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Bronwyn Ford’s journey with pelvic organ prolapse has been emotional. She describes frustration, sadness, anger and disbelief but on the other side – acceptance, resilience and empowerment.
As COVID-19 crept across our shores and lockdowns followed, a typical scenario was the panic buying seen in Australian supermarkets. Whilst toilet paper was in high demand, spare a thought for those who also had trouble accessing essential continence products. Living with incontinence is already challenging without the fear of not being able to access the right products, such as continence pads and pants.
Of all the changes a woman can face after giving birth, for Elicia O’Reilly, unexpected incontinence was the worst. After giving birth to a large overdue baby, Elicia was shocked when this happened to her and although a midwife explained that immediate post-partum incontinence was common after vaginal birth, it was something Elicia felt completely unprepared for.
It is a little-known fact that as many as 40% of women will experience some form of pelvic organ prolapse (POP), and 11% will undergo surgery for prolapse or experience incontinence at some point in their lifetime.
The pelvic organs, which include the bladder, vagina, uterus, and bowel, are held in place by the pelvic floor muscles and supporting tissues such as 'fascia' and 'ligaments'. These help to join the pelvic organs to the bony side walls of the pelvis and keep them in place.
Margaret Wilson worked at a Nurse Continence Specialist- led pessary clinic in a rural service, and provides women with advice and reassurance. At the clinic, specially trained nurses see women who are usually referred by their GP for pelvic muscle assessment and to be fitted for a pessary.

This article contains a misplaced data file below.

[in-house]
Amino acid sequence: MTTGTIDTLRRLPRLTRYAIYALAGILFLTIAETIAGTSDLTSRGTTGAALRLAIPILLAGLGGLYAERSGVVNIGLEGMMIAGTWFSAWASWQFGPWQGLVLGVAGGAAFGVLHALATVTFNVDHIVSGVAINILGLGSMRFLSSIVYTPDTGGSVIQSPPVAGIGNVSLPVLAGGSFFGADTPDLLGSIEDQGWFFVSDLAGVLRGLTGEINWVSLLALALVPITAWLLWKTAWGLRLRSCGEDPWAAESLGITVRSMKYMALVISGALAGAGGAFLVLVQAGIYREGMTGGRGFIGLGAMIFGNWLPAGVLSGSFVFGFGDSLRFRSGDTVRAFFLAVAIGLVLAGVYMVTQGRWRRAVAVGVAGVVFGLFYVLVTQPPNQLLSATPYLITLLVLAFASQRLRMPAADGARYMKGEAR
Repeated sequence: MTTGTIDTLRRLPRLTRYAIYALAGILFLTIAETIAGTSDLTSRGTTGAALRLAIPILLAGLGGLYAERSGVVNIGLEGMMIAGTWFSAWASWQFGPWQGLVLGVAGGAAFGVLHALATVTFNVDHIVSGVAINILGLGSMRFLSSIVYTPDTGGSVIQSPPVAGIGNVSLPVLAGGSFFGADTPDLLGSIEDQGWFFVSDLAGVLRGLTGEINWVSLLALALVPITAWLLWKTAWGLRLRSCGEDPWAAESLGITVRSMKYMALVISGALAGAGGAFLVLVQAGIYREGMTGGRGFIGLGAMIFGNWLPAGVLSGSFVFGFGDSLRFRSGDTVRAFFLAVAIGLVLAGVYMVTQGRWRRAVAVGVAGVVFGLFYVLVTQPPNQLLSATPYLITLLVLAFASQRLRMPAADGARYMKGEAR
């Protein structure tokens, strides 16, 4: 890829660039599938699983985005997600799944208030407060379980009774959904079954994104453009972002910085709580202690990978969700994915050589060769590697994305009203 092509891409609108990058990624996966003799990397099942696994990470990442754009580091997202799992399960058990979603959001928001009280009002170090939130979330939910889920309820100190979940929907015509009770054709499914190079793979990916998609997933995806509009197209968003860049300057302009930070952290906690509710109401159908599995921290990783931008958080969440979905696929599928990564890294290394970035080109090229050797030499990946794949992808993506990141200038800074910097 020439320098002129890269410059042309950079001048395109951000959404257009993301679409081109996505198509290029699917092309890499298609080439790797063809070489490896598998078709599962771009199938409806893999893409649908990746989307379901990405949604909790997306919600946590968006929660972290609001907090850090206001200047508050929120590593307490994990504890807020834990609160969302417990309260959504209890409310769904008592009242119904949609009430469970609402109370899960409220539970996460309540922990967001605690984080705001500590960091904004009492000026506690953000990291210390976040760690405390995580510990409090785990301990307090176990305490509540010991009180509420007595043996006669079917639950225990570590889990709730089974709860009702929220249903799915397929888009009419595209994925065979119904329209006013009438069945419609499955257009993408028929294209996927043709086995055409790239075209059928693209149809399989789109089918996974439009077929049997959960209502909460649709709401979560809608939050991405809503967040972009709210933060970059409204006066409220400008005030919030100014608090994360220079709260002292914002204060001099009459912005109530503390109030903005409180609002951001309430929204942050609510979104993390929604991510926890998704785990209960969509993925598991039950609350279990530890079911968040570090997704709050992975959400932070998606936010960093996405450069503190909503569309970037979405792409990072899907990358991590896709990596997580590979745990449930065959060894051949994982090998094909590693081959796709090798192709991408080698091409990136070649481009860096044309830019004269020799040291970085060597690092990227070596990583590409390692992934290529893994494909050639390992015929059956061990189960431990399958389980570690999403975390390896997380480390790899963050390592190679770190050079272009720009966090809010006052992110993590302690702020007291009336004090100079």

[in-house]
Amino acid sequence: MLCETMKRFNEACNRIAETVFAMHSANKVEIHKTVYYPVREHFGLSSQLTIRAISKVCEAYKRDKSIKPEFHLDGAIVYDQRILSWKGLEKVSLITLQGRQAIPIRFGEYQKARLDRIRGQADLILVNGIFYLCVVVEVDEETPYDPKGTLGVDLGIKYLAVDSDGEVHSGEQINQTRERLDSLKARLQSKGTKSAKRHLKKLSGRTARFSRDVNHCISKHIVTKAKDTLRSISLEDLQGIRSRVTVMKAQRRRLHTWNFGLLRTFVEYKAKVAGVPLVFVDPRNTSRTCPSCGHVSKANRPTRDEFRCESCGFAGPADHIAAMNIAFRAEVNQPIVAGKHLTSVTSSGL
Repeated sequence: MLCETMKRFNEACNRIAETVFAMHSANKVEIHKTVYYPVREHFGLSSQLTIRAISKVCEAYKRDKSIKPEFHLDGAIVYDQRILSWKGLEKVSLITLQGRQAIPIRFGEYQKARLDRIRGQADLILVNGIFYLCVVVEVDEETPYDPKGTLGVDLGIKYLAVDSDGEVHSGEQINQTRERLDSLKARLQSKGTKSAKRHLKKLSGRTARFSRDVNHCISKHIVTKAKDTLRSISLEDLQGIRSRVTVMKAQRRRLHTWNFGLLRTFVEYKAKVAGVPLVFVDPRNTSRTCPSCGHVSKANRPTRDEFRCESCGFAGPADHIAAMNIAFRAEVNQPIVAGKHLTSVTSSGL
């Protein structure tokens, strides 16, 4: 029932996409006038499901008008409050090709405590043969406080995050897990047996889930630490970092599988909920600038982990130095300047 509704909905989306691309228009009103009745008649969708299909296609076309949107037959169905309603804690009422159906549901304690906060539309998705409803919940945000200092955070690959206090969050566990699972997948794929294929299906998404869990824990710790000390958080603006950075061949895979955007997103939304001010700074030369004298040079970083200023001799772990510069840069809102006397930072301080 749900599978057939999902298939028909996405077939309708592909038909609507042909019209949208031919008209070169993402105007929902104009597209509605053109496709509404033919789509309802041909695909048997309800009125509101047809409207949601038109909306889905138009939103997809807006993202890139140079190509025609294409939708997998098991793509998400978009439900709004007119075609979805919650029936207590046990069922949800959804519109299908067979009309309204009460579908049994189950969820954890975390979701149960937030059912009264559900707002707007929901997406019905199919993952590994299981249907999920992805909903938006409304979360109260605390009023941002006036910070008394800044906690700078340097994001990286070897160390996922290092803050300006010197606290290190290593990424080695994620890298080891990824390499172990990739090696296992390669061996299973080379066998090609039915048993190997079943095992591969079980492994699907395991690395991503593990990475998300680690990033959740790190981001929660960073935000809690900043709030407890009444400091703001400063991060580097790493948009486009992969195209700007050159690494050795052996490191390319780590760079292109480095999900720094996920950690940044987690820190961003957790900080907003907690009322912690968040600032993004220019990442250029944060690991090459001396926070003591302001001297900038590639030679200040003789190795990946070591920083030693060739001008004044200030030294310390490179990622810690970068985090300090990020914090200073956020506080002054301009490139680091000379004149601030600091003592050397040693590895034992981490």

Many older women don’t have regular vaginal examinations, but this is important for a woman’s health throughout her whole life. Nurse Continence Specialist Janie Thompson, Clinical Services Manager, leads the National Continence Helpline on 1800 33 00 66 and addresses this important issue.
The Australian Prostate Centre (APC) is a not-for-profit medical centre in Melbourne, created to help men living with prostate cancer. They share three ways to balance the important parts of wellbeing including continence, sex, exercise and psychology.
The Continence Foundation of Australia recently hosted an online webinar Live fearlessly: the continence products you’ll wish you knew about sooner. Catch up on the full webinar on YouTube for more clinical advice and lived experience.
Stay on top of your continence health and find out how your prostate can affect your bladder and bowels.
The prostate is a walnut-sized gland with a big impact on the urinary system. It surrounds the urethra (the tube that carries urine to the bladder). This is why changes to the prostate can often lead to changes in bladder and bowel health too.
Exercise can unleash some great effects in us. After all, who doesn’t want improved mood and better sleep?
Men’s Health Physiotherapist Thomas Harris takes us through his top tips for men to think about their pelvic floor while strength training or doing active hobbies.